Procelsterna coerulea F.D. Bennett
blue noddy is known to nest on the Tuamotu atolls, but very few of
its nesting places have ever been detected. The nests are
sometimes located near the water's edge, but they have also been
found further inland. This species is reluctant to leave these
islands, where it likes to nest and feed. Only a few individuals
have been regularly observed on Tikehau, however, and no nests
built by these birds have ever been found there.
Anous stolidus L.
brown noddy nests on most of the atolls, and large
colonies are to be found living far from the places of
human activity. These birds sometimes feed in the lagoon
waters, but seem to prefer fishing out on the open seas,
in large groups consisting of several species. The
presence of these groups enables the Paumotu fishermen to
locate the shoals of fish.
is one of the most abundant nesting species on Tikehau,
where approximately 800 nests were counted. The nests are
broad and flat: they are built on trees and shrubs of
various kinds, and very occasionally on the ground.
Anous tenuirostris Temminck
black noddy also nests on many of the atolls. Three colonies of
800 nests in all were observed by bird-watchers on Tikehau: their
numbers are therefore similar to those of the brown noddy. However,
the nests of this species differ from those of the brown noddy,
since they are small and bowl-shaped, and made with the leaves of Pisonia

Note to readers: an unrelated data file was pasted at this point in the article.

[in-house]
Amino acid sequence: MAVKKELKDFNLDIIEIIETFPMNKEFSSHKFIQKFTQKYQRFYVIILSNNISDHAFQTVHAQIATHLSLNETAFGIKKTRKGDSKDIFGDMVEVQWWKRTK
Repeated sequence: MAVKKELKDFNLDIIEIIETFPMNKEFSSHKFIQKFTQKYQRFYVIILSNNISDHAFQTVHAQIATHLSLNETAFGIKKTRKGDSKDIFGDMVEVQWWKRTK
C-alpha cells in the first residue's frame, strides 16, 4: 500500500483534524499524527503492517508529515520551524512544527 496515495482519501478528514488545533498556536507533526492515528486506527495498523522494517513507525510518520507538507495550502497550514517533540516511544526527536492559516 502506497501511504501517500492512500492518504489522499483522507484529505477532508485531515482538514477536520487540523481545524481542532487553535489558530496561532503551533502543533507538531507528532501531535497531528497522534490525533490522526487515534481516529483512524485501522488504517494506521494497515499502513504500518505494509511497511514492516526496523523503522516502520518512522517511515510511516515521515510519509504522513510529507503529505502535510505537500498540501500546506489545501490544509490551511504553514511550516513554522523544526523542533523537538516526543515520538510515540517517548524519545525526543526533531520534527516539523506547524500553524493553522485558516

grandis, the trees in which the colonies build their nests.
The main feeding-grounds of this species seems to be the coastal
and lagoon waters.
Gygis alba Sparrman
are extremely common in Polynesia, and occur in large
numbers on the most uninhabited and sparsely inhabited
islands. These birds nest either separately or in colonies
on the atolls, in trees without actually building any
nests. The reproductive period is spread out over the
whole year. The white tern often feed out on the open seas,
several kilometres from the coast. The fishermen know them
to be reliable indicators to the presence of fish.
Tikehau, approximately a thousand individuals were counted,
including about 500 reproductive adults. They are to be
found everywhere on the atoll.
Pterodroma neglecta Schlegel
on the accounts available, some Kermadec petrel are to be found
living on the atolls, especially in the south-eastern Tuamotu.
They have been seen nesting on the atoll of Maria on the ground,
under the bushes. This is a pelagic species most of the time,
apart from the reproductive season.
Pterodroma ultima Murphy